Thursday, November 28, 2013

Deviled Eggs And Christmas Trees

   Happy Thanksgiving all you grateful, feasting people! I love Thanksgiving, so my sitting down to write a blog may seem a bit strange, because where is the family time? Well, I did do a small turkey and some stuffing today, because I wanna eat too dammit, but my family's Thanksgiving is being held at a later date. This is due to the fact that my mother is an oncology nurse, and she works tonight. Cancer patients don't get the day off from being sick, and they still need someone to take care of them. So while I had a little mini-feast, this is not my day of huge, massive, artery-blocking feasting.
   But as I said, my daughter and I did have our little two-person meal, and so far as my daughter is concerned, a meal is NOT a holiday meal unless you have some deviled eggs. She loves these things and eagerly awaits their completion. Today was no different. She hovered over me until I got all the other prep work for the other food done, had the hard-boiled eggs out (we boiled them last night) and was just eagerly assisting and awaiting.
   Our deviled eggs are not sweet. The first time I tasted a sweet deviled egg I had to fight to stop from spitting it out. That's nasty; before that ill-fated taste, I never even knew that deviled eggs could be sweet. Who knew? Not me. The person who made them thought I was weird as hell for making deviled eggs with vinegar and mustard; I thought she was weird as hell for using sugar. But regardless, vinegar and mustard is the way my family has made deviled eggs forever. These are the eggs that I ate as a child, and these are the eggs that my daughter devours like candy.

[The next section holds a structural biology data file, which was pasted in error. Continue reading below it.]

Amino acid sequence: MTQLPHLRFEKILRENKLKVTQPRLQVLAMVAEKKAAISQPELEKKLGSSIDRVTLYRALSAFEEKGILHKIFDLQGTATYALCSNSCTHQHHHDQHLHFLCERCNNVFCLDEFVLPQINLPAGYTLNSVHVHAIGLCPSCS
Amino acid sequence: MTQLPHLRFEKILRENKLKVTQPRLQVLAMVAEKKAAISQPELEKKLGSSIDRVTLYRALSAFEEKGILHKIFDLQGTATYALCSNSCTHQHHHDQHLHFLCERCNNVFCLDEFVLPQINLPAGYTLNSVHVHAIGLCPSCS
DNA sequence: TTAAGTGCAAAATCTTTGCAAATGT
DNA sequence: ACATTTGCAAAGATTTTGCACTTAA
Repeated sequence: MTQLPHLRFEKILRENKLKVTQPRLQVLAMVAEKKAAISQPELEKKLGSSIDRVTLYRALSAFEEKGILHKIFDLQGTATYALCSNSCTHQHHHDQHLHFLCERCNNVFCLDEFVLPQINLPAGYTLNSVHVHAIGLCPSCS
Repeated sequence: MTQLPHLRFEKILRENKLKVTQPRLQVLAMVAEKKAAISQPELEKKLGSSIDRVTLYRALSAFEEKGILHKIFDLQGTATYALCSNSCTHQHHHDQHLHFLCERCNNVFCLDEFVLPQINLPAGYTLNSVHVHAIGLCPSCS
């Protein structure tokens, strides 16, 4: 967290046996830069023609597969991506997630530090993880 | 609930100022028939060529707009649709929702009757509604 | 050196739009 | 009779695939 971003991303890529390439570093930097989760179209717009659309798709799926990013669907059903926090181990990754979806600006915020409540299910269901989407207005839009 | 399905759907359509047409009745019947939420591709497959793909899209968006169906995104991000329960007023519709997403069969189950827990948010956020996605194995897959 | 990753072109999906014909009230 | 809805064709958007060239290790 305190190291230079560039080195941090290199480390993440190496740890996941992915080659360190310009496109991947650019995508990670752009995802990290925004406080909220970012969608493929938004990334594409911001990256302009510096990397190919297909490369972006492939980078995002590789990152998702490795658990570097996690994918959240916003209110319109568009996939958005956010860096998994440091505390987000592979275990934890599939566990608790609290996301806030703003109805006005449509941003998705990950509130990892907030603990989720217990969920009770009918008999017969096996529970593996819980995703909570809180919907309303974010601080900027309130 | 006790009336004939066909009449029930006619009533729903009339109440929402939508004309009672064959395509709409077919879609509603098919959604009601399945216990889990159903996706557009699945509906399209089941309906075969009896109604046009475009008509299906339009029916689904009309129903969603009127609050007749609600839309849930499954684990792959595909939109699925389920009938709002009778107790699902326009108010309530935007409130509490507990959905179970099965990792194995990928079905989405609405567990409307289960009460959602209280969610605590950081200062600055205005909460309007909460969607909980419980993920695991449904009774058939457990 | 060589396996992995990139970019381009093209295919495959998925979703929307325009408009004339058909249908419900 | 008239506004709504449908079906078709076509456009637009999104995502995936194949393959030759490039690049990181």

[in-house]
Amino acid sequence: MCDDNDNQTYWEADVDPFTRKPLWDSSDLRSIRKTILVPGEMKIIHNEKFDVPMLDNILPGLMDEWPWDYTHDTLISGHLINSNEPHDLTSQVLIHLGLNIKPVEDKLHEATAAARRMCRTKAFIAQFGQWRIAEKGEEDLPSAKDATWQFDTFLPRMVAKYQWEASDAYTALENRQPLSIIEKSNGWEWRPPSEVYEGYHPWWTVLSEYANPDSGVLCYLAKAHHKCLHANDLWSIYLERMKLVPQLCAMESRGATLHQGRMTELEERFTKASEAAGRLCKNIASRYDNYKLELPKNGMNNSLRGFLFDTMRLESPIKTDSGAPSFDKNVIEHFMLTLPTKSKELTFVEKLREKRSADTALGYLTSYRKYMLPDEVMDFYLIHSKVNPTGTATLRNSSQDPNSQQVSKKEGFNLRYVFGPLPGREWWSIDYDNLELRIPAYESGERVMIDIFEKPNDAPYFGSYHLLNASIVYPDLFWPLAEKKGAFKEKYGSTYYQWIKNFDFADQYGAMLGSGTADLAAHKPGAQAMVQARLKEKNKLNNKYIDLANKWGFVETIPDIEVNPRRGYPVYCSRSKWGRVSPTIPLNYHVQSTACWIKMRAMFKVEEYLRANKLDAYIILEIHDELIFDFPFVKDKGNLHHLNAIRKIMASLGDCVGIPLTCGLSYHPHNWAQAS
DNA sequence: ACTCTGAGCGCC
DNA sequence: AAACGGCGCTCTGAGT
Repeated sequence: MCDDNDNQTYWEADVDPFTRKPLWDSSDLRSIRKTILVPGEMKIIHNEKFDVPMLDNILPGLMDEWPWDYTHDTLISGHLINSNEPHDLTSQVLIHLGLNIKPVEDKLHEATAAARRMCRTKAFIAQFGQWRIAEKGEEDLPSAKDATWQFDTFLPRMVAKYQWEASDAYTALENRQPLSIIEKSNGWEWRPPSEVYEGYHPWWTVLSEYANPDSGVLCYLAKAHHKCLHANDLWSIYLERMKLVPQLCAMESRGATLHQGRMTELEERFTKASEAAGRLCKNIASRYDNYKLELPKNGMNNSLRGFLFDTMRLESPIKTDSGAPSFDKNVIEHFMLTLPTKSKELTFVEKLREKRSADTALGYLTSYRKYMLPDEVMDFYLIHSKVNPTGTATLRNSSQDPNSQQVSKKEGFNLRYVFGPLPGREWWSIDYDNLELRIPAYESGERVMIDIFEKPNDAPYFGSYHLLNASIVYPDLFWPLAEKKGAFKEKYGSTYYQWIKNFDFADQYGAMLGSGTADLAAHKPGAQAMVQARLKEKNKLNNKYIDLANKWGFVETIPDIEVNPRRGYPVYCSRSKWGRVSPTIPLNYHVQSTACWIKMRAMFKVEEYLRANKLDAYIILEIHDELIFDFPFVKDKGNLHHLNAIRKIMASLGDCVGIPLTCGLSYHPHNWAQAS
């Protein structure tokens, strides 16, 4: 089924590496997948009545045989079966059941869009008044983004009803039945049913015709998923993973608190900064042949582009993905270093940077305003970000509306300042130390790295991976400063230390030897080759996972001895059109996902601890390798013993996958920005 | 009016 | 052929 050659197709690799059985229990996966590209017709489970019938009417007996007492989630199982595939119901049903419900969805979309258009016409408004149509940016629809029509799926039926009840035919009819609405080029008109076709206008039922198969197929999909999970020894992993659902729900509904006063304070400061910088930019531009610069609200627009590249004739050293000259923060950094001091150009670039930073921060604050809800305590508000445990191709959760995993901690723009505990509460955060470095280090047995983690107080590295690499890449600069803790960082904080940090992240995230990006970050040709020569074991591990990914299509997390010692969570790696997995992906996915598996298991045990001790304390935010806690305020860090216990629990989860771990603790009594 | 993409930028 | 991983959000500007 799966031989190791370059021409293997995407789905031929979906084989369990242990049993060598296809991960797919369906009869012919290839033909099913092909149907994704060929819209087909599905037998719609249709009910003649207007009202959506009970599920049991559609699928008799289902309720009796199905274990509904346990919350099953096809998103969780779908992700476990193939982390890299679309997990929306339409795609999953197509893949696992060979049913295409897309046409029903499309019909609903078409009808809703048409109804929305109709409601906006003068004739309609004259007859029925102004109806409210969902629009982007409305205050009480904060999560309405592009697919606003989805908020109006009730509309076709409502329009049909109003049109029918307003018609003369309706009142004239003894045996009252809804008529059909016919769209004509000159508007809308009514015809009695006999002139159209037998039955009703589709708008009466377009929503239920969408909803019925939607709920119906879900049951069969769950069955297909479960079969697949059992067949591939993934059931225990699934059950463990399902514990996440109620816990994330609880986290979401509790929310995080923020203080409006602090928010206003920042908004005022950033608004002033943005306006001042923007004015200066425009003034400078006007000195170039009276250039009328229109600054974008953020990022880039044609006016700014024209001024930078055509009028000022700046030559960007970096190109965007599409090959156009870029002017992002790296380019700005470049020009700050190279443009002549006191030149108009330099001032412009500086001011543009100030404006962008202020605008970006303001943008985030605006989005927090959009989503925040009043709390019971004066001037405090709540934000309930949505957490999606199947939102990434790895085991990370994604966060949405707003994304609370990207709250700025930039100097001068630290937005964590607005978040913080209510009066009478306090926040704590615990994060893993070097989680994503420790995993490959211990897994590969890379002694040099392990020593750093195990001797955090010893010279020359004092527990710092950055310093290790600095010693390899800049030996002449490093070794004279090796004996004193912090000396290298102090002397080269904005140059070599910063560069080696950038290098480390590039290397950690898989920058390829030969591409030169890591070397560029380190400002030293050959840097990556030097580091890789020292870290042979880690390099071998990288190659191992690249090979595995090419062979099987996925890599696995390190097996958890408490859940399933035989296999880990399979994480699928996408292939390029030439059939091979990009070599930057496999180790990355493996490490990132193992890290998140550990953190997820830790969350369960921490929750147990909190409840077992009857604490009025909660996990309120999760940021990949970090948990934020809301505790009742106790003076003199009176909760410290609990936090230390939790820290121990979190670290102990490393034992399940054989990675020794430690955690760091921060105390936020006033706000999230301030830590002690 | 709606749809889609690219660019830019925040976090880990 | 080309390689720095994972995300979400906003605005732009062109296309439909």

This is my family's deviled egg recipe:
    6 hard boiled eggs (chilled)
    1/2 teaspoon salt
    1/2 teaspoon dry mustard
    1/4 teaspoon pepper
    2 tablespoons mayo
    2 tablespoons white balsamic vinegar
    Paprika (to sprinkle over eggs)
    Cut eggs in half, putting yoke in mixing bowl and mashing with fork. Mix in spices, add mayo and vinegar, mix well and heap mixture into egg halves. Sprinkle with paprika.
    It should also be noted that you can use regular balsamic vinegar as well, but this makes the yolk mixture turn brown, and so guests might be a little wary of eating the deviled eggs. Of course, this way, there is more for you. Or your fiendish egg-snatching daughter.
   Another thing that my daughter and I did today was put up our Christmas tree. I know that traditionally, you are supposed to wait for the day after Thanksgiving to put up the tree, but I am a working mom, and I have today off. We tend to do these types of things around my work schedule, often throwing tradition out the window, and in that spirit, the tree went up today.
   One tradition that my family has is that every year, the kids get a new Christmas ornament as a Christmas gift. My sister and I always knew that we would get a new ornament, and of course, my daughter probably knows this as well, but she has manners, so she doesn't go around shaking presents and hollering, "This one's the ornament!" Nor does she groan after opening the ornament and proclaim, "An ornament, again!?!" I think she likes getting her Christmas ornament, but even if she didn't, she knows that momma would be pretty pissed at this type of behavior. Punishment would ensue. But I digress.